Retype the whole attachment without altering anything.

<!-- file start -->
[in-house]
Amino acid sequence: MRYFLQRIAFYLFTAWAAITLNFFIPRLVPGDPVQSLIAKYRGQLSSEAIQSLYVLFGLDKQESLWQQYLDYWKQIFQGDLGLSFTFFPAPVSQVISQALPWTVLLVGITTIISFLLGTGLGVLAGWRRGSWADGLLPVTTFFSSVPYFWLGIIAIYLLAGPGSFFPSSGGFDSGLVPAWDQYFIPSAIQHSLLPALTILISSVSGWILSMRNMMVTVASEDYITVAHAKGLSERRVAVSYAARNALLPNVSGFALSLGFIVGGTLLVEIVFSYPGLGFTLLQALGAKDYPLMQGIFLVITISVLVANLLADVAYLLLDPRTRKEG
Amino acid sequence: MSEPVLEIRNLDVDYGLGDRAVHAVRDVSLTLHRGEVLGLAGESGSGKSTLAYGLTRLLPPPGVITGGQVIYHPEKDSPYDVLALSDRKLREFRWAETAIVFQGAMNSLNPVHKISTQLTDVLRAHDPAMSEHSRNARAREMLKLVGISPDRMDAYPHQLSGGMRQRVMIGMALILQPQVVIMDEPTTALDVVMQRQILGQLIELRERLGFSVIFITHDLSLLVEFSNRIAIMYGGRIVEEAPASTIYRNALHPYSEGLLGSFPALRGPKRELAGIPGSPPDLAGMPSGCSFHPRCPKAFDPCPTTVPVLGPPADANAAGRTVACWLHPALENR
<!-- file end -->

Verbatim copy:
[in-house]
Amino acid sequence: MRYFLQRIAFYLFTAWAAITLNFFIPRLVPGDPVQSLIAKYRGQLSSEAIQSLYVLFGLDKQESLWQQYLDYWKQIFQGDLGLSFTFFPAPVSQVISQALPWTVLLVGITTIISFLLGTGLGVLAGWRRGSWADGLLPVTTFFSSVPYFWLGIIAIYLLAGPGSFFPSSGGFDSGLVPAWDQYFIPSAIQHSLLPALTILISSVSGWILSMRNMMVTVASEDYITVAHAKGLSERRVAVSYAARNALLPNVSGFALSLGFIVGGTLLVEIVFSYPGLGFTLLQALGAKDYPLMQGIFLVITISVLVANLLADVAYLLLDPRTRKEG
Amino acid sequence: MSEPVLEIRNLDVDYGLGDRAVHAVRDVSLTLHRGEVLGLAGESGSGKSTLAYGLTRLLPPPGVITGGQVIYHPEKDSPYDVLALSDRKLREFRWAETAIVFQGAMNSLNPVHKISTQLTDVLRAHDPAMSEHSRNARAREMLKLVGISPDRMDAYPHQLSGGMRQRVMIGMALILQPQVVIMDEPTTALDVVMQRQILGQLIELRERLGFSVIFITHDLSLLVEFSNRIAIMYGGRIVEEAPASTIYRNALHPYSEGLLGSFPALRGPKRELAGIPGSPPDLAGMPSGCSFHPRCPKAFDPCPTTVPVLGPPADANAAGRTVACWLHPALENR